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Logging Reality

December 15, 2013

Several months ago I made the big decision that I was not going to allow any more logs to be compiled or kept in our house. You may remember that the social care team and positive behaviour team wanted us to keep records of everything – what Steven ate each meal, what he got up to during the day, what he talked about, and their biggest interest was in recording every aspect of Steven’s behaviour. I had four lever arch folders of logs, written over an 18 month period and nobody ever seem interested in the content of them. It was recording for recording sake. When I took them to meetings, the only outcome was that we should even more logs – they cry always being that the logs didn’t contain enough information for the professionals to carry out any analysis. Analysis of what? Why?

I snapped one day. I read the log and saw the following entry: “Steven enjoyed good interaction with his father, with plenty of communication”. We’d been watching a 1993 episode of Gladiators. Lots for Steven to talk about. I can tease him about his crush on Jet. He’s made up a whole back story to the bit where Wolfman removes one of the contenders shorts whilst doing Hang Tough. He likes to discuss why Fash is wearing his blue jacket today and not his yellow one (“Got a bit of jam spilled on it”). And every order John Anderson barks out, he expects me to repeat. But the coldness and lack of detail of the report pissed me off. Even more so, was the judgement phrase “good interaction”. Petty perhaps but in that moment, we said goodbye to logs.

In the last couple of weeks, the professionals have started to wobble about the absence of logs. The social worker came to do her FACS assessment. She asked for a “quick look at the logs”. I reminded her that we didn’t keep them anymore, so she asked about “incidents” recently. I told her (truthfully) that we’ve only had 1 one “incident” of Steven hitting out in the past seven months. She asked for details and meticulously wrote down chapter and verse. I asked her why she hadn’t recorded the fact there had only been a single incident (especially considering, 3 years ao, the Unit were recording 10 per week). A couple of days after this, the support agency were inspected by the CQC. The inspector phoned me for feedback and the one thing he seemed bothered about was the lack of recording. I told him that I didn’t object to staff reporting their day, I didn’t want them to do it in my home and keep the records there – if they wanted to file a report after their shift and keep it in the agency’s office, that is fine by me. The inspector was thrown by this and we had a discussion about the use of these records and do they add anything at all to Steven’s life. The inspection (that produced a good report) has rattled the support agency and they have been putting some pressure on me to reintroduce the logs. I’m resisting. This has got through to the staff and they keep asking me when I plan to start them up again, even the direct payment worker, who has got nothing to do with the agency. But I’m going to hold firm. For a good reason.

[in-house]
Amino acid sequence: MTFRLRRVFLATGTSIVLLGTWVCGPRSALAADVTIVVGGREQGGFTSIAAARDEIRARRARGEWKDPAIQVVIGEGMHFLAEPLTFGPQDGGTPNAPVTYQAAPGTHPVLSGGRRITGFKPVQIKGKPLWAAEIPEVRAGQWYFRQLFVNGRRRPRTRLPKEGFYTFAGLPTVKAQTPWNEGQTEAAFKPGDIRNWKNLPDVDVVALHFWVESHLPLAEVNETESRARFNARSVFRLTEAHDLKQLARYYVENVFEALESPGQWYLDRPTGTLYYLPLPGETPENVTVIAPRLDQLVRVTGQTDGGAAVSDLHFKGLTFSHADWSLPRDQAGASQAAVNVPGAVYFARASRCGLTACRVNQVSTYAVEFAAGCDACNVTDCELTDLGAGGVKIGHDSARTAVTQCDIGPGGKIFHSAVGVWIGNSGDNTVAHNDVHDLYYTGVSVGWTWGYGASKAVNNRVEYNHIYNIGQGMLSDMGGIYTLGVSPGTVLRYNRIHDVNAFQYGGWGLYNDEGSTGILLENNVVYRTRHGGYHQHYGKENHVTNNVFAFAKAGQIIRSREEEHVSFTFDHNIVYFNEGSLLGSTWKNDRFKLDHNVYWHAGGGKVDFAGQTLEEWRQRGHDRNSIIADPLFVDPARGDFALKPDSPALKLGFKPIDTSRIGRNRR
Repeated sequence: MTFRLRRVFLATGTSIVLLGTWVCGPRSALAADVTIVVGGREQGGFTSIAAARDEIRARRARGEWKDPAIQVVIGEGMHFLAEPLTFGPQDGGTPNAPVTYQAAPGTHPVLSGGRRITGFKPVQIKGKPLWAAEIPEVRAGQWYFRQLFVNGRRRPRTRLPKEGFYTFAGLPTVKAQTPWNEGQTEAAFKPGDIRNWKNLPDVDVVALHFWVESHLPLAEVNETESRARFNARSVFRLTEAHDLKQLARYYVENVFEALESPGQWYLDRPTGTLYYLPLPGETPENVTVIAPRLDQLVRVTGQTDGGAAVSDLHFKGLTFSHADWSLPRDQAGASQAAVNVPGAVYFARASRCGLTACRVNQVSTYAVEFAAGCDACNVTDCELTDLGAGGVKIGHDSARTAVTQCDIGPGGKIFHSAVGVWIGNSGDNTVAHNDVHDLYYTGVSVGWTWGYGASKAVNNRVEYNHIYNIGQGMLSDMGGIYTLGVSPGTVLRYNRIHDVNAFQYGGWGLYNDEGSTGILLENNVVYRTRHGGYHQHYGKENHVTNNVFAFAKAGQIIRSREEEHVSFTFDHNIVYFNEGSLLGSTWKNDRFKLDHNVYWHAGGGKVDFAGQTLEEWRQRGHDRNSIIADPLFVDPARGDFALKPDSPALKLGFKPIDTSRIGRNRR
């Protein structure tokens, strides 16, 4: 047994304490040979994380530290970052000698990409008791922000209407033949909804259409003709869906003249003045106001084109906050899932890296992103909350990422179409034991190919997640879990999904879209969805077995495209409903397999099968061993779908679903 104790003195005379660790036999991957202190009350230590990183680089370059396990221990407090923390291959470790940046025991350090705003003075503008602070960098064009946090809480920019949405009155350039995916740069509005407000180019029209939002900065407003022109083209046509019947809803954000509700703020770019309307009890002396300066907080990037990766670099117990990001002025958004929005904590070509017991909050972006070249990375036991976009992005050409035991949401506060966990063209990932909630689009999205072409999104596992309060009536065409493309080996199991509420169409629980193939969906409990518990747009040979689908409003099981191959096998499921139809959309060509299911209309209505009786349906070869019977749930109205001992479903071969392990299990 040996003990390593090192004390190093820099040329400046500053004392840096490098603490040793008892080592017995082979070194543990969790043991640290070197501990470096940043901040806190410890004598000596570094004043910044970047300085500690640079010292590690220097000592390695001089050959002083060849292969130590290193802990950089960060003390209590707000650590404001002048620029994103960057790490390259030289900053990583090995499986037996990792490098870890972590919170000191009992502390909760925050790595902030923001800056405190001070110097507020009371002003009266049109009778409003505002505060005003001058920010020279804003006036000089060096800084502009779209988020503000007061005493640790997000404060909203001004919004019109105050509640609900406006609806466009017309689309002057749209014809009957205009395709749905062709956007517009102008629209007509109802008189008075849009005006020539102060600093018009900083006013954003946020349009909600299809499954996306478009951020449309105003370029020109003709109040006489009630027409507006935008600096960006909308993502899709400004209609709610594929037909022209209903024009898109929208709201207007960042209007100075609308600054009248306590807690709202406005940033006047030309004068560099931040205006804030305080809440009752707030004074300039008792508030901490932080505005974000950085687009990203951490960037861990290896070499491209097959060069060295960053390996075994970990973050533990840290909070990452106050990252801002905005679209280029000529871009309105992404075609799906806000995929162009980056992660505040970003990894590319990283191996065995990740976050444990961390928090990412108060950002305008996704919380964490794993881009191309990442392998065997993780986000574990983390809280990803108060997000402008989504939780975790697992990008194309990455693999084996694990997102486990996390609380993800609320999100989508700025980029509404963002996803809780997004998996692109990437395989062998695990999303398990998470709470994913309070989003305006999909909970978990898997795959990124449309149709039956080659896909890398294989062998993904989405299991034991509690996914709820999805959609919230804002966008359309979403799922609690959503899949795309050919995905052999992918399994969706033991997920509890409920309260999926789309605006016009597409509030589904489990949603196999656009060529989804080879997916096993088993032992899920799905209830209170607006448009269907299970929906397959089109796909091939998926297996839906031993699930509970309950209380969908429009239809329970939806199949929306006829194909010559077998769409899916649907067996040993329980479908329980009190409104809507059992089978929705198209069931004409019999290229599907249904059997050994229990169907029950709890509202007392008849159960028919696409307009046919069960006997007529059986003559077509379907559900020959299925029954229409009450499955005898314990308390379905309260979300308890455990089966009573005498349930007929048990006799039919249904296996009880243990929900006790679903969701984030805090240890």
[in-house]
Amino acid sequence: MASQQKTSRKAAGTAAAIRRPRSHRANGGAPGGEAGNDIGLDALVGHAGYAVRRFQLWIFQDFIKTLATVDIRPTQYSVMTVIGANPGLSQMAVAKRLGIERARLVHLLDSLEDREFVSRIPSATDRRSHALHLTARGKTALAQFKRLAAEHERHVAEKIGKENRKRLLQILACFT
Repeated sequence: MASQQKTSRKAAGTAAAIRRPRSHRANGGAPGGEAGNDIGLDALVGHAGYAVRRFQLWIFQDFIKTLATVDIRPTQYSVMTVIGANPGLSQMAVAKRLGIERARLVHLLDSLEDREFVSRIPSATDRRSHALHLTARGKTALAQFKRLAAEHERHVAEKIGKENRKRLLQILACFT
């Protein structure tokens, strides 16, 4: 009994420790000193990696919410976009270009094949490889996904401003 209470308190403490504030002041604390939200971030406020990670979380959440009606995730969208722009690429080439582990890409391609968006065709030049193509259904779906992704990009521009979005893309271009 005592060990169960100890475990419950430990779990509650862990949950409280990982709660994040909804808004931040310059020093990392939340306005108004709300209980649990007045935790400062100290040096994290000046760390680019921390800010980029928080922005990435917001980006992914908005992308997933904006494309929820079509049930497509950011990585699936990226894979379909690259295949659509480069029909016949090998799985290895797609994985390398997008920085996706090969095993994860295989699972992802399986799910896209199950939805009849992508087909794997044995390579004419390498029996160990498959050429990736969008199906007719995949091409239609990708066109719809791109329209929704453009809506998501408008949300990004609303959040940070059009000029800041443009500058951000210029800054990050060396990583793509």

There might actually be a link between the stopping of the logs and the fact that we’ve only had 1 “incident” in seven months – the timings fit. Just perhaps, because the staff are spending less time recording, they’ve got more time to actually engage with Steven. The other morning, I went downstairs and Steven and the support worker were at the dining table eating their Frosties and porridge. Steven was educating the support worker about the career of Aled Jones, from Walking In The Air through to Daybreak. It was a lovely moment. A few months back, that wouldn’t have happened. Steven would have been sat on the sofa eating his Frosties, whilst the support worker would have been sat at the table, writing that Steven was eating Frosties. A small moment perhaps, but it strikes me as significant.